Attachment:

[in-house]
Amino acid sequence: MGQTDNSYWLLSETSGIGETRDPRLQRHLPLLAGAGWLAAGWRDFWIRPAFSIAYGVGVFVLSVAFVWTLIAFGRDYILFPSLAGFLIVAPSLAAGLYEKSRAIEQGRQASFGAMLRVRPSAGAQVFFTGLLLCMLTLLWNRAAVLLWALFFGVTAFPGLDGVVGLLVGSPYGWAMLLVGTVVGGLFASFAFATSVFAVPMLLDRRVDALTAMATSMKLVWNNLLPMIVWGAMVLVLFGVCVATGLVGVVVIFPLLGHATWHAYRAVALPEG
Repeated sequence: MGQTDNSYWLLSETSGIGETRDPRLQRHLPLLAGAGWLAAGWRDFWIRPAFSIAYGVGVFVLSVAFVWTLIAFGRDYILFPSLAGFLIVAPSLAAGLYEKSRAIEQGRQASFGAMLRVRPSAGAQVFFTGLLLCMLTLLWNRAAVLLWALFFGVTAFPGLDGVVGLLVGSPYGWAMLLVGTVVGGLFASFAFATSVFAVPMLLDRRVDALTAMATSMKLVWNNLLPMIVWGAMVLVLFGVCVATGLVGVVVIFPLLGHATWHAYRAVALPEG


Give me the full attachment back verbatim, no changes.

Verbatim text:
[in-house]
Amino acid sequence: MGQTDNSYWLLSETSGIGETRDPRLQRHLPLLAGAGWLAAGWRDFWIRPAFSIAYGVGVFVLSVAFVWTLIAFGRDYILFPSLAGFLIVAPSLAAGLYEKSRAIEQGRQASFGAMLRVRPSAGAQVFFTGLLLCMLTLLWNRAAVLLWALFFGVTAFPGLDGVVGLLVGSPYGWAMLLVGTVVGGLFASFAFATSVFAVPMLLDRRVDALTAMATSMKLVWNNLLPMIVWGAMVLVLFGVCVATGLVGVVVIFPLLGHATWHAYRAVALPEG
Repeated sequence: MGQTDNSYWLLSETSGIGETRDPRLQRHLPLLAGAGWLAAGWRDFWIRPAFSIAYGVGVFVLSVAFVWTLIAFGRDYILFPSLAGFLIVAPSLAAGLYEKSRAIEQGRQASFGAMLRVRPSAGAQVFFTGLLLCMLTLLWNRAAVLLWALFFGVTAFPGLDGVVGLLVGSPYGWAMLLVGTVVGGLFASFAFATSVFAVPMLLDRRVDALTAMATSMKLVWNNLLPMIVWGAMVLVLFGVCVATGLVGVVVIFPLLGHATWHAYRAVALPEG